8. 9. 2020

Nunzia De Stefano on NEVIA “A matriarchal community with laws made by men”

Seventeen-year-old Nevia has a lot to escape from. Like living in the Ponticelli suburb of Naples, and feeling responsible for her little sister that she loves so much, and preparing for a life in a world where men make the rules but are not ready to bear the consequences. “Here, being born a woman is a disgrace,” is a lesson that Nevia has learned at a young age. Then the circus comes to town, bringing along big dreams of freedom and wild animals and wide-open roads towards the future. On this promenade through the slums of a chaotic city, debuting director Nunzia De Stefano is the perfect tour guide, who knows all the details of the lives lived here and the people living them.

The title is the name of your protagonist.

Nunzia De Stefano: This is, overall, Nevia's story: a denied adolescence in a world outside this world, her quest for social and human redemption. It is above all this, but it is also the story of a particular microcosm, a community on the fringes of society, to which Nevia is a daughter, but from which she must flee in order not to get corrupted.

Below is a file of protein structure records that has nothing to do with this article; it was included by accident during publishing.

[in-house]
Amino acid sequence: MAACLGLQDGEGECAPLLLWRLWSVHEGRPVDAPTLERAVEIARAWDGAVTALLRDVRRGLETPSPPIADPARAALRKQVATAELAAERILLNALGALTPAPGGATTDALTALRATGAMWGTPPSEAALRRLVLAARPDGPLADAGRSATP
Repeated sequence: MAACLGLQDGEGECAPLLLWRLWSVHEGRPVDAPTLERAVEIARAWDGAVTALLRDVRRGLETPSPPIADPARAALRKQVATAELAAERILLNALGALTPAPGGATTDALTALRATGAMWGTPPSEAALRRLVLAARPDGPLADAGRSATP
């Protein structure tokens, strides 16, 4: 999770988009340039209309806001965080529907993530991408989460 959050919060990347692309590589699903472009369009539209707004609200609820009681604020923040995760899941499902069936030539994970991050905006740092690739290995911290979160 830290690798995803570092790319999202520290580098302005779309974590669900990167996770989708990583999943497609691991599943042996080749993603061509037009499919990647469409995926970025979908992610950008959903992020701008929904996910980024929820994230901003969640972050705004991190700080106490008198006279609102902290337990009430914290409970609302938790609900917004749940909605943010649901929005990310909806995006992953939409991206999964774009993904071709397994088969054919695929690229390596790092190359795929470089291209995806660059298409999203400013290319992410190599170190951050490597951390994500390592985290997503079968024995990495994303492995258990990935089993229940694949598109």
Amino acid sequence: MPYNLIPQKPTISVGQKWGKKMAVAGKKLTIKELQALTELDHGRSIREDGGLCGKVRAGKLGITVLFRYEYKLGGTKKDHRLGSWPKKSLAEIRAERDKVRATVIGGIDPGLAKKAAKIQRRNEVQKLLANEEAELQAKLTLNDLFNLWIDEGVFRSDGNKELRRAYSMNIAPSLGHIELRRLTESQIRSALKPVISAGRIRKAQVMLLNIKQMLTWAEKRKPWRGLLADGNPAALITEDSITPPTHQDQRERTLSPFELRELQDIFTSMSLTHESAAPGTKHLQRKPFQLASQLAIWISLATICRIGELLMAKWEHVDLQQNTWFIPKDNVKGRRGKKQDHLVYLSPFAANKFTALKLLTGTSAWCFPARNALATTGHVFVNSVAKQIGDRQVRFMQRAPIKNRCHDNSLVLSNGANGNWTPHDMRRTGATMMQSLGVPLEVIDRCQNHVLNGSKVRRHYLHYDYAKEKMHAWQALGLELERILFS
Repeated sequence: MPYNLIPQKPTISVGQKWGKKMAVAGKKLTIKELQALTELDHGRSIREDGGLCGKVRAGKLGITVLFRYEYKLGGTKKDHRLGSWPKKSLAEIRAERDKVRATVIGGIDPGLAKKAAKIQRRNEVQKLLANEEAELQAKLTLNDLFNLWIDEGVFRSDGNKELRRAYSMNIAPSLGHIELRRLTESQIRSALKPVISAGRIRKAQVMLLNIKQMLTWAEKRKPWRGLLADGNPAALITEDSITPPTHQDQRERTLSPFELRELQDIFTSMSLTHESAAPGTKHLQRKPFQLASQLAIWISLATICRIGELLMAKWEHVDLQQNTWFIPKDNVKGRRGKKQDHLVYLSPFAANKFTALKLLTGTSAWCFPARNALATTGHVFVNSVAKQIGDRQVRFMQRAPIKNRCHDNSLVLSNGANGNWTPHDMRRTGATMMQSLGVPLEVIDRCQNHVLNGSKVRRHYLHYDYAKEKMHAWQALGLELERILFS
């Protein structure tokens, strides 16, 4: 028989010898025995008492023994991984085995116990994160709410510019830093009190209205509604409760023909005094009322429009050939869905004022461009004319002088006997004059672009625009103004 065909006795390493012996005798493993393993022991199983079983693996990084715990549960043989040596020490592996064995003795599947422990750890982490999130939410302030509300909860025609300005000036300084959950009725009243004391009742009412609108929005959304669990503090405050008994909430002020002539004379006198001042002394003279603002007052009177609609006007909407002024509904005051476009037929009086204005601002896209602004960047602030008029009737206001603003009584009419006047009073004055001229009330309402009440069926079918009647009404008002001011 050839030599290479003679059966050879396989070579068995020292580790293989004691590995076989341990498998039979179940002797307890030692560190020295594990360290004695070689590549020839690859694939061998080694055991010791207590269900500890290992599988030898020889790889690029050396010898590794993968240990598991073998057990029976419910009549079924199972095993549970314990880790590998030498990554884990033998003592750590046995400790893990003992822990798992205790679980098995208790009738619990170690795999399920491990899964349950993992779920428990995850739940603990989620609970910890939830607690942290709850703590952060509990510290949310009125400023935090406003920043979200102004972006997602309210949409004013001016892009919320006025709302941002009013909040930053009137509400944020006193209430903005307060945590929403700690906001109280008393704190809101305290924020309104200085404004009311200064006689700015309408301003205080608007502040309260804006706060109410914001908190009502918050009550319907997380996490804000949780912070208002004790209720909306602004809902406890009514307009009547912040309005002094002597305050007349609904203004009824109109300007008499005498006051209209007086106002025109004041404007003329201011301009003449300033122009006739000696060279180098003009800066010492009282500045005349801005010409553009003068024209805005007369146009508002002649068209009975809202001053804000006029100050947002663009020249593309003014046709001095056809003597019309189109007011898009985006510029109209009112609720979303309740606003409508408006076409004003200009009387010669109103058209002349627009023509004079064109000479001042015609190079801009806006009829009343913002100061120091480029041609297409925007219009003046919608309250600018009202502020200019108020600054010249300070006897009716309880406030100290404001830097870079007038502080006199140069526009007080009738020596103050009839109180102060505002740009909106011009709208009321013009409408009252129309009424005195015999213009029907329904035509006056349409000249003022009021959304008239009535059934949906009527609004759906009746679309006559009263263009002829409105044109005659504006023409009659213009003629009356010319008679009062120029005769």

What is so special about the bond between sisters? 

De Stefano: The bond between Nevia and Vincenzina is at the foundation of the story. The eldest wants to protect the younger from her own fate. She doesn't want her to grow up too fast, like she did, and without an educational backbone. She wants her to go to school, stay off the road and reject the logics of the strongest. She does all she can to protect and educate her sister with the few tools she has, to secure her a childhood and adolescence that she herself never had. 

 

What about the bond between generations in Ponticelli?

De Stefano: Here, more than anywhere else, the bond between the different generations is held together by women. They are the ones staying with the children, bringing them up, securing a roof over their heads, albeit made of tin. Fathers are not around, they are in jail, engaged in distant trades or died too quickly. It is an almost matriarchal community, but where laws have been made by men. 

 

Cinematographically, Ponticelli is an interesting place for filming.

De Stefano: This strange world of shacks, halfway between urban and primitive, I tried to depict through the details and strong contrasts of everyday life. Through the faces of those who live there, through their language. Places like this, where the most diverse desperations meet, are like a goldmine of tales, often the expression of ancestral conditions. 

 

From your own youth, you were familiar with these kinds of places. Did you recognize the small elements from everyday street life that you used in the film?